Bleak, bleak, bleak. Anita Brookner’s new novel, Stran- gers, is unlikely to inspire resolutions to self-improvement or even cathartic tears. But its main character, a retired bank manager called Paul Sturgis, is a brilliant and affecting creation by a writer whose empathy runs deep, and whose pitch is perfect.
Sturgis, 72 years old, is in good health and financially well off. His trouble — and it is deep — is of another kind. He lives in a well-kept but dark and depressing flat in London. He has no children — only a distant female relative who lives on the other side of town and for whom he has no particular feeling. He visits her out of a sense of obligation, to give order to his days, and because he senses that, with death looming, it is ‘essential to possess not only a relative but a relative who would prove to be near at hand.’
Alas, she dies halfway through the novel, leaving Sturgis with no choice but to harden his heart, ‘haunted by a feeling of invisibility,’ reflecting on what ‘a terrible thing [it is] to live without witnesses.’ ‘His habits,’ writes Brookner, invoking Philip Larkin’s Mr Bleaney, ‘were ineradicably solitary’; ‘a sadness . . . had become the very climate of his life.’
Sentences like these appear on every page, with no hint, for a good three chapters, of anything so hopeful as a plot. But Brookner isn’t merely scene-setting or building suspense; she is describing truths that feel like burning in the oesophagus and may never be alleviated. Thus, the reiteration and circling back ring true.
The shame of death — the disgrace of leaving behind a body and belongings that must be disposed of by others — is never far away, and even as Sturgis is ‘briefly glad that he had no children whose lives might be overshadowed, even ruined, by attendance on him,’ he longs for familial connection.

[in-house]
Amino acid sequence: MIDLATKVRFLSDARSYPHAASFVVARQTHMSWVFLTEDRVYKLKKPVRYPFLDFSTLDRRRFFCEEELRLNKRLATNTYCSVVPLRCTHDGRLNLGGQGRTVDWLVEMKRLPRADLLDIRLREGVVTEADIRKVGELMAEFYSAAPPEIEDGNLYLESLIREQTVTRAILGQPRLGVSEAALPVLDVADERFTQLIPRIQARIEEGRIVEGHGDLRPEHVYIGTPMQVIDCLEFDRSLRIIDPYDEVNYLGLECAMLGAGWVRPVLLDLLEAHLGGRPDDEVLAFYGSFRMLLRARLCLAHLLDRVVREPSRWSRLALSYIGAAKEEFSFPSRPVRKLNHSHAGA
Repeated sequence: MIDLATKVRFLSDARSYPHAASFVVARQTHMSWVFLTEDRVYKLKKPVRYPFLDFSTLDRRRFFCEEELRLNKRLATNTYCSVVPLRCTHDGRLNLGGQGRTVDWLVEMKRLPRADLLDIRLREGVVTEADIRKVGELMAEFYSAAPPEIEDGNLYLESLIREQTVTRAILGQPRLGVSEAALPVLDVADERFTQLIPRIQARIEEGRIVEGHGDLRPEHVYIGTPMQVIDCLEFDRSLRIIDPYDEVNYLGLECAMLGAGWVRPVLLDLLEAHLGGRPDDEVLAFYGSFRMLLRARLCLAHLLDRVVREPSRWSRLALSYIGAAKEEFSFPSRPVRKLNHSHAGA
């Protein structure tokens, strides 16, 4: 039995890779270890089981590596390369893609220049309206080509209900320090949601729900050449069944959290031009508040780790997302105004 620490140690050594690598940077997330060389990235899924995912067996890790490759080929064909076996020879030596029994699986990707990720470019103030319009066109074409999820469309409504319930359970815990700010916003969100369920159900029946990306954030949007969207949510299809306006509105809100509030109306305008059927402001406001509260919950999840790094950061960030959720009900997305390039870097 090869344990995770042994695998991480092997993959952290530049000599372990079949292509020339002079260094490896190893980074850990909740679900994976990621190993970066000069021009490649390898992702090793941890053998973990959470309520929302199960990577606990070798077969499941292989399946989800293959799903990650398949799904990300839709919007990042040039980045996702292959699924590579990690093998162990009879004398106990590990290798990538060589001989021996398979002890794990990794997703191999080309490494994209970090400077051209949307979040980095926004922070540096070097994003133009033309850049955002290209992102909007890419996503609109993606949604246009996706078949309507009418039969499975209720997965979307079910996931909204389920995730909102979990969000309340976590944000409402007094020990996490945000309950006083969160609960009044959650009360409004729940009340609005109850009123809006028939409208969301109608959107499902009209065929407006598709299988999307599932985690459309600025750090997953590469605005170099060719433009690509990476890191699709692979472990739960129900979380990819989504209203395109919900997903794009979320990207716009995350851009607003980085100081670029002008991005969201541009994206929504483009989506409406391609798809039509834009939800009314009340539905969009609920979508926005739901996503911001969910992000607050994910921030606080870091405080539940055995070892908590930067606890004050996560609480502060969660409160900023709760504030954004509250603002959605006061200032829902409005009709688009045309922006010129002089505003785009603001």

His best companion, he thought, would be a young child … a boy, perhaps as young as four years of age . . . Any love he felt could be safely invested in such a child, from whom he would desire nothing in return … But no child was available, and he was left with adults and their tedious agenda, their discontent, their fear.
From adults Sturgis wants, more than anything, a sympathetic listener. Perhaps for this reason he instinctively prefers the company of women. But the women he knows resist him, and for this he blames himself. ‘It was the old dilemma: how was one to be known?’
Stymied by his own niceness, his unchallenging consideration for others and his persistent sense of etiquette, he has been self-sabotaging in love. When, in chapter four, he goes to Venice, and makes contact with an attractive younger divorcée, the promise of change shimmers briefly on the horizon. ‘Her delighted smile transformed the day.’ Back in London, she offers to sleep with him. He declines because ‘he had wanted to spare her the sight of an ageing body.’
The relationship persists, fitfully, throughout the book, but the promise of a new turn in Sturgis’s life comes to nothing. His gloomy routines continue to be punctuated at unpredictable intervals by her telephone calls and visits. But as he intuited from the beginning, the mysterious, ungraspable aura she cultivates is really no more than theatre: she is self-centred, incurious, rather preposterous.
There is one other woman he sees: an old love for whom he had proved insufficiently interesting in his youth. In that sense, nothing has changed: she remains impatient and judgmental, easily irritated by his courtly good manners, which cannot disguise his desperate need for companionship. But in another sense, everything has changed, for this lovely, fearless creature from his past is now, after miscarriages and more, enfeebled, both physically and emotionally. ‘Nature had deserted her. Or maybe nature had taken over.’ Sturgis is gallant to the last, but ‘he sensed that she was anxious to get away from him, simply because he communicated a sense of the past being irrecoverable.’
What is Sturgis left with? Dreams of travel, of new connections, of escape from his bedroom — ‘the room that disclosed his condition to him most readily.’
This is a brisk and moving story by a writer no longer prepared to offer up the usual comforts of fiction.
This article first appeared in the print edition of The Spectator magazine, dated March 7, 2009Tags: Fiction, London